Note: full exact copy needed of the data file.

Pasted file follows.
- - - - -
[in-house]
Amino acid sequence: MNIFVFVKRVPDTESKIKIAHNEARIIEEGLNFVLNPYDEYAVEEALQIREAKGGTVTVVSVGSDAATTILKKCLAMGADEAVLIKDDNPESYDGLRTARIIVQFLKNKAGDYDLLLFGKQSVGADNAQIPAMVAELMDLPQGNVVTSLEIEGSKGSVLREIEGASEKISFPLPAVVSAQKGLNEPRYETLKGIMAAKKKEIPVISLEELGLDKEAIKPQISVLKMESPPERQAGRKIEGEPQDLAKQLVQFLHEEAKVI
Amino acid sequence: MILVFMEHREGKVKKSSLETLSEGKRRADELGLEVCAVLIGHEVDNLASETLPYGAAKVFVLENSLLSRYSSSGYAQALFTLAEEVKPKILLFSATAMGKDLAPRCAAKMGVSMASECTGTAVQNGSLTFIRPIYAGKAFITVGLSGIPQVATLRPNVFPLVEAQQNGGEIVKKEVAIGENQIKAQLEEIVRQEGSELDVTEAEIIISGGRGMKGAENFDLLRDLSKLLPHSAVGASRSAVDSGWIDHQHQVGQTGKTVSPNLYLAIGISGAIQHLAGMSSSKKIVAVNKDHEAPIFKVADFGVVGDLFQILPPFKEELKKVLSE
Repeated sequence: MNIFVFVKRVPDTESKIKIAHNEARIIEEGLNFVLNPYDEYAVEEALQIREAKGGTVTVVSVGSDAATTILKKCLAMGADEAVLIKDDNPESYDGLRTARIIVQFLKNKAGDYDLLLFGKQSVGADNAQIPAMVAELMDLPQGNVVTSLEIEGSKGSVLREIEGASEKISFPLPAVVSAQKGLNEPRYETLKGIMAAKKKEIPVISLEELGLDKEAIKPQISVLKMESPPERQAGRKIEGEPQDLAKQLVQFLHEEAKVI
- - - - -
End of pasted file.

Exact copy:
[in-house]
Amino acid sequence: MNIFVFVKRVPDTESKIKIAHNEARIIEEGLNFVLNPYDEYAVEEALQIREAKGGTVTVVSVGSDAATTILKKCLAMGADEAVLIKDDNPESYDGLRTARIIVQFLKNKAGDYDLLLFGKQSVGADNAQIPAMVAELMDLPQGNVVTSLEIEGSKGSVLREIEGASEKISFPLPAVVSAQKGLNEPRYETLKGIMAAKKKEIPVISLEELGLDKEAIKPQISVLKMESPPERQAGRKIEGEPQDLAKQLVQFLHEEAKVI
Amino acid sequence: MILVFMEHREGKVKKSSLETLSEGKRRADELGLEVCAVLIGHEVDNLASETLPYGAAKVFVLENSLLSRYSSSGYAQALFTLAEEVKPKILLFSATAMGKDLAPRCAAKMGVSMASECTGTAVQNGSLTFIRPIYAGKAFITVGLSGIPQVATLRPNVFPLVEAQQNGGEIVKKEVAIGENQIKAQLEEIVRQEGSELDVTEAEIIISGGRGMKGAENFDLLRDLSKLLPHSAVGASRSAVDSGWIDHQHQVGQTGKTVSPNLYLAIGISGAIQHLAGMSSSKKIVAVNKDHEAPIFKVADFGVVGDLFQILPPFKEELKKVLSE
Repeated sequence: MNIFVFVKRVPDTESKIKIAHNEARIIEEGLNFVLNPYDEYAVEEALQIREAKGGTVTVVSVGSDAATTILKKCLAMGADEAVLIKDDNPESYDGLRTARIIVQFLKNKAGDYDLLLFGKQSVGADNAQIPAMVAELMDLPQGNVVTSLEIEGSKGSVLREIEGASEKISFPLPAVVSAQKGLNEPRYETLKGIMAAKKKEIPVISLEELGLDKEAIKPQISVLKMESPPERQAGRKIEGEPQDLAKQLVQFLHEEAKVI